Monthly Archives: May 2010

San Francisco Restaurant Suggestions

Chez Maman (Potrero Hill).

  • This place is amazing. It is very small, but the atmosphere is warm and cozy with a view of the kitchen as the chef’s create incredible dishes. It is an explosion of pleasure for your taste buds.

Universal Cafe (Outer Mission)

  • This is our Sunday morning haunt. Their menu changes every week, but the french toast is a taste of heaven. Each week they have a different way to prepare it. My favorite was when they took Texas toast, encrusted it with pumpkin, and put a dollop of whipped cream on top. The Sunday they used cherry compote is a close second.

Hard Knox Cafe (Dog Patch)

  • This is where you go for a bit of Southern soul food. They are famous for their fried chicken, but I think they have the best hamburgers in San Francisco. My mouth is watering just thinking about it.

OSHA Thai Restaurant (2 locations – Valencia Street and Union Street)

  • The atmosphere is great, and the food is even better. When it comes to Thai food, this restaurant is unbeatable.

Limon Peruvian Cuisine (Valencia Street)

  • The eye for detail is definitely present in the preparation of the food, and in the presentation. Try the Peruvian Cola, it is like liquid Starburst candy.

Memphis Minnie’s BBQ (Haight)

  • I can’t say this is the best BBQ that I’ve ever had, but it is definitely the best I’ve had in San Francisco. Give it a try.

Absinthe (Hayes Valley)

  • The decor is great, the food is great, the location is great. They have a book, yes a book, of wine selections. If you opt for the cheese platter, you can mix and max several options to tailor it to something that will make your taste buds sing.

Bon Appetit!

Mike

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Thoughts on Life, Slavery, and Death

I work in the East Bay and spend a lot of time commuting back and forth over the Bay Bridge. Sometimes, I turn off the radio and just spend the time letting my thoughts drift. Below I have listed a few thoughts that I had this week. They are ideas that I revisit from time to time.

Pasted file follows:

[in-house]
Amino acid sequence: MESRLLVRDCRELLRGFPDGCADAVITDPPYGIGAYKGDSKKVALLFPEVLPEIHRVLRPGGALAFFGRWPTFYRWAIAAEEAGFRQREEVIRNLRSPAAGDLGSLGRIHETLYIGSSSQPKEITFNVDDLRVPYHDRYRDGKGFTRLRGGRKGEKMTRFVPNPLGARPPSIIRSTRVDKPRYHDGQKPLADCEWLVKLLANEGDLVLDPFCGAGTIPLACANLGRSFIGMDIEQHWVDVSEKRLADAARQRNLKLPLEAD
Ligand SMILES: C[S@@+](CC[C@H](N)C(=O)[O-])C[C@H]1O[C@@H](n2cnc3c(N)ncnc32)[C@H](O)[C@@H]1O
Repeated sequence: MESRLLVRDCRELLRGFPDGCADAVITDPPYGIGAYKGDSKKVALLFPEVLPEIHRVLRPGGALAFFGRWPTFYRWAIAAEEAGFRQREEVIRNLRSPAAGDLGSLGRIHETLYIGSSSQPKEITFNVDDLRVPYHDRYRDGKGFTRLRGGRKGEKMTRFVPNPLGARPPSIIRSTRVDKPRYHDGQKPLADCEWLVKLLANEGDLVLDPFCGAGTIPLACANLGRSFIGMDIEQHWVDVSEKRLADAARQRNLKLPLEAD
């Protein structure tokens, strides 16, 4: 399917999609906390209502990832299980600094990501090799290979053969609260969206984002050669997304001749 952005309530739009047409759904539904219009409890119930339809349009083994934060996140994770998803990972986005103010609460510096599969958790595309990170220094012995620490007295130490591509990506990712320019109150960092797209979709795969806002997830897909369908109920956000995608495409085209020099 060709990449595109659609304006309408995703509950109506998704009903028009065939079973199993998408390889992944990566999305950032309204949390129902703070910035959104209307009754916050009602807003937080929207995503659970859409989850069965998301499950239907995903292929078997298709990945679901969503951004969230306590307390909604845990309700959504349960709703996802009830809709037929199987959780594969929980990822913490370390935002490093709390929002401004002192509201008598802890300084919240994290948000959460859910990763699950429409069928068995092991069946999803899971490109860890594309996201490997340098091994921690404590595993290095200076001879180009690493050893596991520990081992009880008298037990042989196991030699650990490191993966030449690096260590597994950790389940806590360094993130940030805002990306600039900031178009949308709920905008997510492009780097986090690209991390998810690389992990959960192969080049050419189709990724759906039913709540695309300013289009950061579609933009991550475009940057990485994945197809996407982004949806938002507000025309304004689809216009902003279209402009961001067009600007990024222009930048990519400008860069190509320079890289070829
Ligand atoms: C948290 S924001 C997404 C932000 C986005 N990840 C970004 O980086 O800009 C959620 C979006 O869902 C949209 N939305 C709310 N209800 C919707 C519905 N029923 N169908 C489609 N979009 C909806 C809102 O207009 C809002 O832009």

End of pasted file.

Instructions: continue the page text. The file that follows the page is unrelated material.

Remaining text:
1. This week I discovered that a couple that I knew from my past who had so many things against them made it and have a successful life together. They overcame poverty, teen pregnancy, lack of self-esteem, etc. to become educated and raise a family together. Good for them. 🙂

2. Are the U.S. citizens the new Masters? How many adults and little children are working in sweat shops for very little pay throughout the world so that we can buy clothes and other goods at cheap prices? We all know it is going on, but we don’t do anything about it. Why do we continue to buy from countries that treat the workers so poorly? Is a cheap price for a shirt really more important to us than the health of the child laborer in another country? Many people will appease their consciences by saying that if we we didn’t buy the goods, then those families in other countries would starve. News Flash: They are already starving. Don’t you think that the plantation owners in the Old South also had certain unrealistic thoughts that appeased their consciences? Are we building the American way of life off the backs of slave labor in other countries?

3. If we truly believed in an afterlife, would we be so afraid to die? If someone believed there was a place without pain and agony and everyone was totally happy, why try so hard and take so many medications in order to hang on to this life?

4. Money allows a person to have more experiences in life, but in the end, it means nothing. It doesn’t mean a person with money was a better person or had a better life. It means more options, but that really is about it. When you die, you literally leave everything behind. This includes the dirty dishes in the sink, the dirty laundry in the hamper, the food in the fridge, and all the money in the bank. A friend of mine this week said that she and her husband have decided that they want to live each year like it is their last. If they want to do something and can afford to do it, then they are not waiting. Not a bad way to live life.